Arizona Republic from Phoenix, Arizona on March 20, 1961 · Page 16
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Arizona Republic from Phoenix, Arizona · Page 16

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Phoenix, Arizona
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Monday, March 20, 1961
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Page 16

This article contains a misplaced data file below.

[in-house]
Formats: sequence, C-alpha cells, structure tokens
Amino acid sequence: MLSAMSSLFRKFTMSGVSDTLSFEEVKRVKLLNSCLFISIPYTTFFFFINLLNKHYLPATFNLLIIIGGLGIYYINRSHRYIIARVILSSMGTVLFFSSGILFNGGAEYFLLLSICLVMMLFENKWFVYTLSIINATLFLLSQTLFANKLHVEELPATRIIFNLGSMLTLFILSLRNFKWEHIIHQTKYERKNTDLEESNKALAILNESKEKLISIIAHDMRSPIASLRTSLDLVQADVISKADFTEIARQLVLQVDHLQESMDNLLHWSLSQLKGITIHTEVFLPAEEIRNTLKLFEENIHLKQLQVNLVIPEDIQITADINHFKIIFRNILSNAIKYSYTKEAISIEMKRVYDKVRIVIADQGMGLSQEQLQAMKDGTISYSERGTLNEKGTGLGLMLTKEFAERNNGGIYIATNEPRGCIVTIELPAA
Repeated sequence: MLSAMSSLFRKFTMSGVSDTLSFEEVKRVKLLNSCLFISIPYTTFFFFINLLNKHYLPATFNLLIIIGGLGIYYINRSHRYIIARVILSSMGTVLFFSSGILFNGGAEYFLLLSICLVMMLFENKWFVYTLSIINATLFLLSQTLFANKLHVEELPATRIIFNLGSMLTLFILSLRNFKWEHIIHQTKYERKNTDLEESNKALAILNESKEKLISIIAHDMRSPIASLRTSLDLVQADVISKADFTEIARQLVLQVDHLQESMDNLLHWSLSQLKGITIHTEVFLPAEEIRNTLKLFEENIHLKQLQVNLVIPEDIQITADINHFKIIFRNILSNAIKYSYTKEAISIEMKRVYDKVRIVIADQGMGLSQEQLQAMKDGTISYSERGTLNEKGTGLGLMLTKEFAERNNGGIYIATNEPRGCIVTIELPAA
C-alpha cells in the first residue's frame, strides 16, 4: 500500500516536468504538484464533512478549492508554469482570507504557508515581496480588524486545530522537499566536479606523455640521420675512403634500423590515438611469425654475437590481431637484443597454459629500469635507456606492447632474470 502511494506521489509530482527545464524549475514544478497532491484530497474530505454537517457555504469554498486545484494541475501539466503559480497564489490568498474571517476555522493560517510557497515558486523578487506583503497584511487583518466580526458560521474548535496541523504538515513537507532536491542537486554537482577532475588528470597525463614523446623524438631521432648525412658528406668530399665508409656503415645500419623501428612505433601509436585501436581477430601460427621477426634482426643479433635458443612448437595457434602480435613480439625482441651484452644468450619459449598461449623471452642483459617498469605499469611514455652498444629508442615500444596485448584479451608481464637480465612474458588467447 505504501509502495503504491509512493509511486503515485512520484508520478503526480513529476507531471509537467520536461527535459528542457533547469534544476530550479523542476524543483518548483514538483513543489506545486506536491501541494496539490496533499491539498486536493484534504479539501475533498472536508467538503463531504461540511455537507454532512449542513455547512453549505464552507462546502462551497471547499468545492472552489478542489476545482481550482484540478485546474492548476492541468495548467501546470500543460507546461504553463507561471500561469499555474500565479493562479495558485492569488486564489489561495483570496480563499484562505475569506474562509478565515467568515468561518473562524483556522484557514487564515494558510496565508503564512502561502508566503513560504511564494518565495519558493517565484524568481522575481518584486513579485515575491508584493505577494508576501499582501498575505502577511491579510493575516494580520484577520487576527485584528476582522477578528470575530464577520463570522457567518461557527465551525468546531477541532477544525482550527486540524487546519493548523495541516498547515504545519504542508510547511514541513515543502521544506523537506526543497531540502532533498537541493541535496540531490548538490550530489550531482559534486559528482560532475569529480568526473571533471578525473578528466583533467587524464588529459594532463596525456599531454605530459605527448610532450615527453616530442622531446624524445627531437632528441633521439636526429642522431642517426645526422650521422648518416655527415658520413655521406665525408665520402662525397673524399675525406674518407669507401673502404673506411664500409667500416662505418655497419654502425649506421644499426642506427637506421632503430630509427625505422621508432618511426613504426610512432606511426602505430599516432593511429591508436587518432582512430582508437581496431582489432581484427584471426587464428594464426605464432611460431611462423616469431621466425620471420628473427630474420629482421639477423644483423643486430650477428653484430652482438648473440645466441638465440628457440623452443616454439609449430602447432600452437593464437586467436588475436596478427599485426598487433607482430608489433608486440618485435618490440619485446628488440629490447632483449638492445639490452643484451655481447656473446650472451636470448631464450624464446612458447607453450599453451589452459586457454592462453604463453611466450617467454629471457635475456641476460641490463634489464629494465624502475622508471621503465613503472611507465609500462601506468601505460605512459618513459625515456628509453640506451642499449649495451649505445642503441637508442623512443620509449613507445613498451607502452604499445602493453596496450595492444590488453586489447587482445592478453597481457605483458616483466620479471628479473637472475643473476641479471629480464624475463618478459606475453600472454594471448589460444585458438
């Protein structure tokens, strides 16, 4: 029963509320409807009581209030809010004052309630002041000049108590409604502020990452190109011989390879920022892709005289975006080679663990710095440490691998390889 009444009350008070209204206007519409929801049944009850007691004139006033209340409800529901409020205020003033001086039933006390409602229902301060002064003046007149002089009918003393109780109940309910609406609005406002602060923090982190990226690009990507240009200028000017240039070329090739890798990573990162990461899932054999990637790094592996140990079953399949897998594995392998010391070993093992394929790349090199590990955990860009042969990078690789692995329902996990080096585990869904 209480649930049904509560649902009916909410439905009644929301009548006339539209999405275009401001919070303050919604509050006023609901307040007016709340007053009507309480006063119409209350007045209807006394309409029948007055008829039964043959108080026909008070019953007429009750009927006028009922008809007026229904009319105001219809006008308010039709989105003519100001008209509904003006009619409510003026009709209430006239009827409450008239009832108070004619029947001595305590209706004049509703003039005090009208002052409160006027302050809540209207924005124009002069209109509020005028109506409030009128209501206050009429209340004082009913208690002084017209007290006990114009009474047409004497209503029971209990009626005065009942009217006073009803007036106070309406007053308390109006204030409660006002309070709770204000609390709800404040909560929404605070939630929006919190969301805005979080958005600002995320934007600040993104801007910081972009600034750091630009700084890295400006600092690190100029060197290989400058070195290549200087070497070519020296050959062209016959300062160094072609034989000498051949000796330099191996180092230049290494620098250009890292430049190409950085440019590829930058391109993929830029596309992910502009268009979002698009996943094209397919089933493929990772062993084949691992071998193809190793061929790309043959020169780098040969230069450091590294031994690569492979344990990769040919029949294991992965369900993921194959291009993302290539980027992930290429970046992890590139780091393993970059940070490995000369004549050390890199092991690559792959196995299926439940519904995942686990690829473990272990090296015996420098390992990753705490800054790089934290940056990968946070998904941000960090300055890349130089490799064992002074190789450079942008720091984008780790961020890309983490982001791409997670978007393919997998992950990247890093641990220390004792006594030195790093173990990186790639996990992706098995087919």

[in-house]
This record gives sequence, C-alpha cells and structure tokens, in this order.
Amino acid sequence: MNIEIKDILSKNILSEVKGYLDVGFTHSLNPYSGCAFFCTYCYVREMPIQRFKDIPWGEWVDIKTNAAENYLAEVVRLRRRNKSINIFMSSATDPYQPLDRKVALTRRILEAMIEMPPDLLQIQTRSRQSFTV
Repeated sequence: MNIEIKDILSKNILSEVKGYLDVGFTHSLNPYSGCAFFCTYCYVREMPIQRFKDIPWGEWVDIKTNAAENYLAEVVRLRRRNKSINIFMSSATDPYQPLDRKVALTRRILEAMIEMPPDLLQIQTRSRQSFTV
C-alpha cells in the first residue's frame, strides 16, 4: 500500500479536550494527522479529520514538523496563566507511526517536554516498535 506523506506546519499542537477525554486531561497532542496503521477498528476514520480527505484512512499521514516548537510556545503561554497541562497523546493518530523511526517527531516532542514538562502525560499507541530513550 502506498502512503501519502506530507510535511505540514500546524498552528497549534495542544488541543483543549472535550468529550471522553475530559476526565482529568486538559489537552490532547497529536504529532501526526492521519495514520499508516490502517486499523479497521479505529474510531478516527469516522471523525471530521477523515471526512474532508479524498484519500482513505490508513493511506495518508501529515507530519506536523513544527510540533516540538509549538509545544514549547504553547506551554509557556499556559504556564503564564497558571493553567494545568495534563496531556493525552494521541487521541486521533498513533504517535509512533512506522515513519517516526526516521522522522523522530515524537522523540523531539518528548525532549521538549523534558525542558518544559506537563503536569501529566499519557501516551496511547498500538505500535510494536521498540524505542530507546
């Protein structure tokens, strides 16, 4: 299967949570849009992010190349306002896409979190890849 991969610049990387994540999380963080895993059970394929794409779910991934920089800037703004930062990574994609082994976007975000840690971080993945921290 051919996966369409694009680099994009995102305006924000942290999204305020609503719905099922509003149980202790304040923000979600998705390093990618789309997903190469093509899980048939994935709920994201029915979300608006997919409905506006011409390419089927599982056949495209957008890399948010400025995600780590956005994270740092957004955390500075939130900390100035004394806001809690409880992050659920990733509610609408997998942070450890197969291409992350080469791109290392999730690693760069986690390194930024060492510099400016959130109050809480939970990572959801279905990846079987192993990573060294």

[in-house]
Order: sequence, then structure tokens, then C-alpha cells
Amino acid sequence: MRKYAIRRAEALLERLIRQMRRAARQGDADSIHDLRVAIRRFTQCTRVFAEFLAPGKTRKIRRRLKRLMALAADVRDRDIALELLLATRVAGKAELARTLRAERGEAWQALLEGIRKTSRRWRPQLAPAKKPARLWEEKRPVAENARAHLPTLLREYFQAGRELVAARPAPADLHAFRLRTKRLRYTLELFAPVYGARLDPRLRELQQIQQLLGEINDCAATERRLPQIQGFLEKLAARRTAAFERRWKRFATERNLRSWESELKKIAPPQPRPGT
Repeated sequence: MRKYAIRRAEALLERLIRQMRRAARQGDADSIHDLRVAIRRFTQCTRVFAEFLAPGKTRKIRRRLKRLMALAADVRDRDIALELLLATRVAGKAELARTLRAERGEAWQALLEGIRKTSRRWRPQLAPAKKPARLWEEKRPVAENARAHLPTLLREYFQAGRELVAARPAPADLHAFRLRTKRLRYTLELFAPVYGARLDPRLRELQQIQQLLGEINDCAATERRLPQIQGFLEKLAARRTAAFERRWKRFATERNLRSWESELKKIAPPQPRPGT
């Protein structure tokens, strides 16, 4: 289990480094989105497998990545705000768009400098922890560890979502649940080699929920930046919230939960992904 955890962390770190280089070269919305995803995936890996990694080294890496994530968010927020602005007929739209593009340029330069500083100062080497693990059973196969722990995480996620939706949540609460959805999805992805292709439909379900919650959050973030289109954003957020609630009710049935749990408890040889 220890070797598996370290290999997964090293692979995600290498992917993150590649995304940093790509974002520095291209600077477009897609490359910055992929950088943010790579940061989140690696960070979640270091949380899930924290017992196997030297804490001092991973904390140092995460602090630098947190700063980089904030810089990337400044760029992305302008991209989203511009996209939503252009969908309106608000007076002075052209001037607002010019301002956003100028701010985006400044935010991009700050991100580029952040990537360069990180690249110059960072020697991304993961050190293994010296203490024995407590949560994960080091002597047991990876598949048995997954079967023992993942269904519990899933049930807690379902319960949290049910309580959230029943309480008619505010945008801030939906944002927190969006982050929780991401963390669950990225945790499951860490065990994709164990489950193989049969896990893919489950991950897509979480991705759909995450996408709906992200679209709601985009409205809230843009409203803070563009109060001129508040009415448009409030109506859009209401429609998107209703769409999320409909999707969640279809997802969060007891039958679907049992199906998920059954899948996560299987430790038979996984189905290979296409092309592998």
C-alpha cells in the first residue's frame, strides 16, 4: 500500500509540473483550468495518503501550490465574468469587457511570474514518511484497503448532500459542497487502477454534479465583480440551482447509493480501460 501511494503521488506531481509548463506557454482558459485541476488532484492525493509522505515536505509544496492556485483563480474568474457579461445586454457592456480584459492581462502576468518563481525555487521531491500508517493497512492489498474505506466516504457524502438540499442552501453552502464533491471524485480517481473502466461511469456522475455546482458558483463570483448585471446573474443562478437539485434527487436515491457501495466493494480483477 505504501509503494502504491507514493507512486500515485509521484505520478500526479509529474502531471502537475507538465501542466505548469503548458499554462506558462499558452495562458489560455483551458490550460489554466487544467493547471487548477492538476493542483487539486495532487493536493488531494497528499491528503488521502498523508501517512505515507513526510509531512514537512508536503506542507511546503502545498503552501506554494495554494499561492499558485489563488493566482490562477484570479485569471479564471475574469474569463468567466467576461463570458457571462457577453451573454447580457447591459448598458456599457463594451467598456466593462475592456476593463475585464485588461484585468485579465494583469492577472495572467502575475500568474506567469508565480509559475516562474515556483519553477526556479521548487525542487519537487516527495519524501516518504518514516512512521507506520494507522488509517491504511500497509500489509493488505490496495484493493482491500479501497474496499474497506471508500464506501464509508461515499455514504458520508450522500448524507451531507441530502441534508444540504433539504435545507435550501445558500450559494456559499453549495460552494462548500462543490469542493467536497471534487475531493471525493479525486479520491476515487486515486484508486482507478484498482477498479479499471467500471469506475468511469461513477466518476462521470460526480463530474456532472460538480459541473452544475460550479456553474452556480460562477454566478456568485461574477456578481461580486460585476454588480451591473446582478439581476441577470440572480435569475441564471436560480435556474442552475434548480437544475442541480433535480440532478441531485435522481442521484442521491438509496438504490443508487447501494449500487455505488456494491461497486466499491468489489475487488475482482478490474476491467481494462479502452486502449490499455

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Sports 7 V'/f vision tiniisrnicnls .s II tin I Ids Don Dedera Ding Dong Daddv Town * CT » Bes Lil Ol Spot 111 Texas Monday. March 20, 19f»l THE ARIZONA REPUBLIC THE STATE'S GREATEST NEWSPAPER ';!<„" Economist Asks Study Of Water TUCSON (AP)—Dr. Raymond E. Seltzer, head of the University of Arizona department of agricultural economics, yesterday urged extensive study of three urgent questions to be raised by settlement of the Colorado River water dispute. "If the special master's decision on the Arizona-California dispute is upheld by the U. S. Supreme Court, as expected, it may result in Arizona getting an additional 1,800,000 acre feet of water from the Colorado River," Seltzer said. Seltzer feels these problems will result: 1. What amounts of water with what probabilities can Arizona count on from the river from year to year in the future? 2. What are the best and most productive uses that Arizona can make of the additional water? 3. What is the best way to get these additional waters into use and out of the river? Seltzer said the picture at the end of the year on usable water j stored in Arizona's reservoirs j looked good. ! "IT WAS more than double the long-time average on the Salt and Verde system, and slightly higher than the long-run average in Lake Mead and Lake Mohave," Seltzer said. ,-..,-,, -™, j ^n The use of both ground and sur- six in January and 11 in February They averaged 40 facc waU?r [o| . irrigationi jndus . THE CHAMBER of commerce of Dumas, Tex., must have a liberal budget, because a representative telephoned ! to say: ! "Dumas li! ol town leven thousand silt in nut heah on top of a gas field. It is! "We tryin git a lil publicity, doncha kno\v, as a tourist center? Bes lil ol place in Texas have a good time." He said the residents agreed on a nickname for Dumas, i by way of stimulating tourist traffic. They are calling it Dumas, the Ding Dong Daddy Town! My copy of Duncan Mines' "Adventures in Good Eating" arrived, and I can't wait to order my favorites: HacWs a I'Americaine. Blftek a la Hambourgoise. j Oefs a Janibon. Carbonnades de Pore. Hash. Hamburger. Ham 'n' eggs. Pork chops. "r 4r -I- RUTH NELSON tells us that Tucson is acquiring a national fame for its screen tests for suspected drunk drivers. While a driver performs, a sound camera grinds away, and the film strip is admissible as evidence in court. The tests are familiar: Walk a straight line. Close eyes and bring in forefinger to nose. Pick up coins from floor. Repeat, "Around the rugged rock the ragged rascal ran." Tucson reports— "Under the new system, there is no record of counsel having entered an innocent plea for his client after seeing a sneak preview of the film." « *• •::• Smokey Bear with a shave, J. Morgan Smith of Albuquerque, N.M., has distributed his annual report on the multiple uses of the 12 national forests in Arizona and New Mexico. Recreation is deemed to be "the fastest growing use." In I960, there were 8,200,000 visits to the forests. Up a half million from the year before. Lumber worth $22 million wholesale was harvested. The forests supported 330,000 big game animals, 231,000 cattle and 136,000 sheep. The men in green picked up 899,000,000,000,000 beer cans. At least, it seemed that many. •X- v> '..ALL WOMEN appreciate fur coats, but Mrs. John R. Sandige Sr. will have an especially high regard for hers. Her husband, one of Phoenix's veteran realtors (since 1920), borrowed some traps from a forest ranger. He set. them on the Verde River below Camp Verde where beavers are a nuisance to irrigators. He trapped Oak (IrerK Glad OVI.T Bvpa J I I?V WtK STUlttiFS S I'. DONA — Sine opening of ilu: last s< of Hl.ick Canyon Hip; in November, motn traveling between I'la; .and Phoenix may choo bypass Sodnn.i and Cr<;(jk Canyon. ; What effect v. ill this ! of traffic have on the es .ti.illv tourist-;', 1 ' tri'd rionoi.' tho O;ik Crcf'k ,mM ' Sfiitimi'iit hi 1 !'' 1 vpni,- ID b' things v,ill lie l>c|:t'i tli. in i.'Vi ; " I hr majority 'of pcnplr here rn'f 1 happy with 'the bypn ' s,nd i R ii v l'.nu'h;im S e (I r> n J - 0 .1 k 'Creek ("h.imlifl of ' (i in ni e r c e pre>i'|en; .i nf Bingham Phoenix Uses Electronic Gadgets To Battle City's Fires Assistant Chief E. J. Mclndoo Holds Miniature 2-Way Radio In One Hand, And Cigarette In Other As Kau A. Echols Tests "Smokeye" Heat Detector pounds. Each required two hours to skin. The pelts arc now back East, being made: into the full- length coat. trial, and domestic purposes in i Arizona during 1956-1960 went up I from about 7 million to 7.2 mil- Ilion acre-feet, according to Dr. ! Seltzer. Dorothy Kilgallen Rumors Have It Iiigo's Ex To Ask Additional Support Pumping continued to be the major source of water, providing about 4,700,000 acre-feet of the total supply. As a consequence, ground water levels in the major pumping areas continued to decline. ~, - i Pioneer firemen Take Up Mamie Ends mwrr TV • Ji. : _ _ _ Woman Dies E l ectronic Q ear In "hoemx INTERESTING if true rumors from Goteborg, Sweden, have it that the ex-Mrs. Ingemar Johannson plans to file for additional support late in April. She has a daughter, Jean, by the recently defeated heavyweight. If true, the unpleasantness would come around the date set for Ingo to marry his scretary and sweetheart, Birgit Lundgren— but then, they've set dates before, haven't they? A fantastic rumor from Cuba—but one from an excellent source—relates that Fidel Castro has "booby-trapped" all of downtown Havana, including luxury hotels and public buildings, so when he concludes that the jig is up on his crazy regime, he'll press a few buttons and blow up the whole place. Tin Pan Alley talk about the Livingston-Evans score for "Three Men on a Horse" is full of praise and lavish with predictions of hits. Eleven tune publishers and record company executives attended the first important playing of the score, when producer Joel Specter presented it to Betty Grable in Las Vegas. He hopes to persuade her to star in the show when it opens on Broadway . . . Mickey Spillane is economizing, or dieting, or perhaps giving up cars for Lent. He used to have 12—now he's down to a mere five. JACKIE CHAN, onetime flame of Antony Armstrong- Jones, is resisting U.S. offers to do a book about Princess Margaret's husband, although there's still considerable interest in the subject in publishing circles. She explains her Golden Rule position succinctly: "I wouldn't like it if someone did it to me." What, no more rusty little black dresses for Edith Piaf ? Marc Bohan of Christian Dior is designing a few numbers for her on-again off-again Russian tour. Joanie Sommors has been signed to costar with Pat Boone on the NBC Pat Boone spectacular April 20—the result of her fine showing with Bobby Darin on his video show last month. Escudcro, the famed flamenco dancer, was so impressed by Carmen Amaya's performance at the Chateau Madrid the other night that he sent a friend out in the middle of the act to buy a large bouquet of roses. After the finale, Escudero went onstage to present the flowers to her. This column's feeling that, the producers would have to change the title of the new Paul Newman film, "The Hustlers," to something more attractive was justified when the boys in charge decided to rename it "Sin of Angels." The fresh title was inspired by a William Henry Davies poem, "Ambition," which contains the line: "I had ambition, by which sin the angels fell; I climbed and, step by step, 0 Lord, ascended into Hell." THE CAST of "Tenderloin" is giggling over Jayne Turner's dating schedule. She's frequently seen with eligible songwriter Johnny Burke, but they have a feeling she prefers another, with whom she has quieter dates . . . Viola Roche, one of the -grande dames of the theater, is ailing at her Riverside Drive apartment. She was last seen on Broadway when she replaced Cathleen Nesbitt as the mother in "My Fair Lady" . . . Russ Morgan's son, Jack, who plays in the Morgan band, is slated for major surgery. Hunt Mishap Injures Lad A CHANDLER High School •oulh was accidentally shot by a companion yesterday afternoon vhile they were rabbit hunting on he Willis Combs Ranch near Queen Creek. Everett David Williams, 17, was taken to Mesa Southside Hospital with a rifle bullet in his upper eft thigh. The companion whose rifle went off while they were *oing through heavy brush was Roger Barrientos, 15. Both youths live on the ranch. Hospital authorities reported the bullet lodged in the thigh bone and would probably be removed by surgery. The accident was reported by Sheriff's Deputy David Sanders. Ry JACK CROWE THE PHOENIX Fire Department has gone electronic with a pair of gadgets that will make Buck Rogers and Dick Tracy sit up and take notice. , II illKl ,\\v Ari/<ma ;wny Department stops commercial traffic from u si n ;: H!i A 'through Ihf (Jin- : 'yon wf will con- • Isider the bypass jcomp I e t e," hi: addfd. "We will hnvf a m o r c quiet and restful a rea a n d o u r greatest drawing card is this." He said they? arc looking forward to the completion of Arizona 17!) v-'hich ri .make; the distance to tin: !;'i'i: .Canyon Highway 7 miles les--: 'i : m it is now. "In the Ion;; run I r< ally dunk the bypass will bo a g'vod d;.:;::/' iDick V. Duncan, bur and r;--.!,r>- liiinl owner declared. "Th<;:,': ••-» PALM SPRINGS, Calif.—Form- ! '-ome here com-: because th'-in i-. er President Dwight D. Ki.senhow-;;' cold mountain stream, :,<. rtir e.- and Mrs. Eisenhower camf;| beaul y. P icnic Mr '- ns and ;l '"" ' ! ' !l back to Palm Springs today, I-is- atmosphere. In Hit- Meanv Vacation In Valley One is a heat detection gun, called the "Smokeye," that see:through smoke. This other is a vestpocRet 2-way radio that converts 'enhower returning from aii' eight-i roUK ' ni y !JI assistant fire chiefs into walk- — - - - l^y visit to Mexico and Mrs. I-'.is- is mati(: MRS. D. H. CLARIDGE MRS. EFFIE Rosina Claridge, 89, an Arizona pioneer and widow of David H. Claridge, one-time president of the Arizona senate, died in a hospital here Saturday. Funeral services will be held at 2 p.m. Wednesday in the Church of Jesus Christ of Latter-day Saints, 1725 E. Brill. Bishop Cyril D. Foutz will officiate. Burial will be in Greenwood Me-! morial Park, with Mortensen- Kingsley Mortuary in charge of arrangements. A native of Bloomington, Idaho, Mrs. Claridge (nee Nelson) came to Arizona with her family in 1890. They settled in Thatcher where in 1892 she married Mr. Claridge, who took an active interest in Graham County politics and served four terms in the state senate. The family moved to Phoenix in 1919 and for many years Mr. Church Role Panel Set FLAGSTAFF — The role of the church in American political and social life will be the subject of a panel discussion Wednesday, iponsored by the Student Religionj Mrs aaridge was a member of ing command posts. Both were incorporated into the department's regular fire fighting gear by Rae A. Echols, ttie city's fire communications superintendent. ?. THE RADIOS are regularly marketed commercial items. But Echols actually played a part in the development of the "Smokeye;." a revolutionary firefighting gadget that city firemen pioneered operation- wise six months ago. Echols provided the brainstorm that led to the actual invention of the gadget by Dr. William A. Rhodes, of 4421 N. 14th St. Rhodes is research director of the Henes Manufacturing Co., of Phoenix, now planning to market the invention. Echols explained he needed a device which could seek out hot spots, such as a smoldering short-circuited wire behind a plaster wall. Or perhaps a burning roast in a smoke filled residence. So he mentioned the idea to Rhodes. A few weeks later Rhodes had built such a detec- blocks, the chiefs use the radios to bark out orders to the numerous fire rigs that converge at a fire. They also use it, via a relay system, to communicate enhower from a two-week .stay in Arizona. Mrs. Eisenhower traveled by car from Phoenix, leaving yesterday morning from and per cent ol the of Tucson, California people v definitely coming here, 'h.c; not just passing through Duncan and .lim Uiil-':r, other restaurant and •in- ;>rr. with headquarters. Before acquiring the first of jChance Health Resort, four such transistor radios about 1% years ago, Echols says the chiefs had to scamper hither iri- niolul Mainej owner, agree winter business ; will suffer from the bypsis-.. and yon to marshal firefighters i "I think we did have <|tii(c n Eisenhower and his companions; fcw tr ucker.s who would stop 10 landed at a desert airfield 10j eat or stay overnight," Baker at a fire. "Thev used to have to run miles .southeast of Palm Springs! explained. "We have lost nearly !at 10:30 a.m. all of these and we h;ui: lusi the skiers." . With him in the Richfield Oil However, both believe around like chickens with their iCo.'s plane were his host at La: s( , nf;t j traffic will add to ii heads cut off." chuckles Echols. iPaz in Mexico's Baja California,. fu | atmosphere and sccni< The transmitter and receiver, g arles S ' J " ncs ' Rich _ fiel ? Bo ^ d |»f the Canyon an.-r,. out-.. , , , , ,. iChairman; I-reeinan Gosden, the'the losses each slightly larger than a king- | Andy ha|f of Ra(|io . s Amos - h> rOM- size cigarette pack, are usually worn by the chiefs on their belt, cey and two employes. Andy show; Dr. Melvin M. Plan- u.su- "Those who come here v, (Continued OP Page 22, Col. 1) Arizonans Great Joiners tor and the "Smokeye," which homes in on heat like a Nike missile, was born. The heat detector is so sensitive that it will pick up a burning cigarette at 50 feet. THE MIDGET radios are worn by assistant fire chiefs at the scene of a fire. (Thirteenth in a series on what newcomers should know about Arizona.) By RALPH MAHONEV Claridge was connected with the! Having a range of several Valley National Bank. He was 1 elected Maricopa County Recorder, an office he held at the< time of his death in June 1!)45. :ouncil of Arizona State College. The discussion, titled "The Pul- iit in Political and Social Af- airs," begins at 8 p.m, in Ashurst Music Hall auditorium and is free o the public. Taking part will be three local clergymen and two members of the ASC faculty. They are the Rev. William Allison of Our Lady of Guadalupe Roman Catholic the LDS church and lived at 55' E. Greenway. She took an active | interest in the work of the church, j Survivors include four sons, Samuel T. of Duncan, Dell U. of Phoenix, Bert N. of Kingsburg, Calif., and Rodney C. Claridge of Lewiston, N.Y.; six daughters, Mrs. George Olney, Baldwin Park, Calif., Mrs. Bruce McLaughlin, Chico, Calif., Mrs. Pierce Vensel, Coolidge, Mrs. Elmo Morris, Saf- OUTLANDERS who adopt Arizona often are prone to adopt Arizona customs. As a rule, Arizonans are a people proud of their joining qualities, anr! we are not referring, to the carpenter trade. If you belonged to a little theater group in Footlight Falls, Ohio, there's no reason why you can't belong to a little theater group in Phoenix. In our senior year in high school we made the mistake of accepting a small part in a play called "Mother Wore Tights, But It Was Only Because Father Wouldn't Buy Her Anything SELLS (AP) - Joseph Manuel j Else." Called upon to walk Moreno, 28, of Tucson, was struck! across tne Sta 8e with a pitcher Tucson Man Hit! By Car, Killed | PO AWV Of YOU NEW MEM3ERS HAVE AW SOUTHEEU ACCEWT? Church; Brother Joseph Felix of|f or d, and Mrs. Don Smith and I the Flagstaff Church of Jesusljvirs. Roy Davis, both of Phoenix. by a car and killed yesterday on Arizona 86, a mile east of Sells. Highway Patrolman Coy Johnston said Moreno apparently ran into the path of a car driven by Dathan George Pablo, 19, of Sells. The death raised Arizona's 1961 traffic toll to 82, seven less than on this date a year ago. Christ of Latter-day Saints Insti lute; the Rev. Ron Roberts of the Federated Community Church; Dr. Edgar C. Goyette Jr., assist- Also surviving are four half-' sisters, Mrs. George Peck, Pima. Mrs. Peter Peterson, Thatcher,! Mrs. John Billington, Claypool,! ant professor of philosophy at]and Mrs. Wilford Claridge, Sai'-i ASC, and Dr. William H. Lyon.jford; 30 grandchildren, 53 great-i associate professor of history who!grandchildren and two great-'^ will act as panel moderator. [great-grandchildren. WO DOtfTCONTRlBUTE AN^W VOL 3-19 il I A MS5 ON THE NOSE DOES MUCH TOOJARD TURNINff ASIDE AN£ ft! of water, we stumbled against the leading lady and doused her with same. That, we might add, was our one and only venture into the world of the theater. PHOENIX HAS HAD, and we suppose always will have, a variety of theatrical groups, from which the clarion call goes out for actors and actresses, for singers, for dancers, for directors, for stage hands and for lummoxes like ourself who can't carry a pitcher of water across a stage without spilling it. As a Thespian of sorts, you and Tucson for commercial andj m ay join one of these companies amateur radio operator licenses w j t h ij lt | e O r no wear and tear were announced yesterday by the on your p0 ckc-tbook. Federal Communications Com-; , . Church choirs are continually in need of talent. We remember Examinations Set I"or Radio Licenses I EXAMINATIONS in Phoenix' mission. Amateur exams will be given in Phoenix Union High School from tj to 9 p.m. April 14. Commercial the year we sang first tenor in a choir, right next to another first tenor who suffered from exams will be in the same loca-: hayfever in the middle of a tion from 9 a.m. to 5 p.m. April! note. We have yet to find a man 15. i w i t h a m o r e high-pitched At Tucson's YMCA, both exams' sneeze will 1« given from 9 a.m. to 5J You will discover, if you look p.m. April 22. ', hard f-nougis tigh'.lv-ki'.il ;.'|(/JIM i that are not only dedicated to the preservation of barbershop quartet singing in America, but to the preservation of the w(xxJ- burning locomotive, the automobile with wire wheels, the nut-crested hat t h a t c h e r, thatched roofs, sloping eaves and the old rain barrel at the corner of the house. ALTHOUGH they are quite willing to give up their spare time for the arts, outlanders are loath to give up their identity, livery year, it seems to us, more and more native clubs are being organized. It used to be that the New York Socieiy of Phoenix, the Pennsylvania club of Arizona, and Californians for Themselves were the only units that got together on y bright winter afternoon in South Mountain Park and toasted their comradeship and the old hometown in hotdogs, hamburgers and coffee. In recent years we have seen spring up like the proverbial mushroom The Greenwich Village Squares, The Virginia Beach, Va., Pebbles, The Rolling Green, Ohio, Hat Weavers, The Pa Tucket Misers, The Cabbage County, Iowa, Crunch<-.•>, and clubs representing al- nios' •. . •: ."j i:ani ; ': i'\ Suites. This. •.'. i: ociiOYr. i-, u ;.;<xjd sign. If ;.ou can't i ••••••'. 'ern join 'ern. We had neighbors oii'..e .::u were rather nondescript: '\\,<-y didn't belong to any !op.-i,;n club. We learned later shat they drove into South Mountain Park every Sunday afte-TOon during the winter months in hope of meeting someone t'-ey knew back from where they came from. They never did but they certainly ate a lot of iiot- dog.s, hamburgers and ;. : i!o .salad in the process. WE WENT out to MC- .ark one Sunday 10 shake hand- ,'itii tome friends from our :-.;MIO town of Middling Clean, Px to Thus no i only forced < join them, but they elided a donation of one dollar to b'.iild a monument to a plate ^.lass factory that once stood in Middling Clean but had long Mnce been abandoned in favor of a foundry. The foundry, we are happy to report, is still standing. 'Ihe labt we heard from our former neighbors, they were eight hundred and twenty-two dollar-, and thirty-six cents ?hor: of i.he! r U'wl.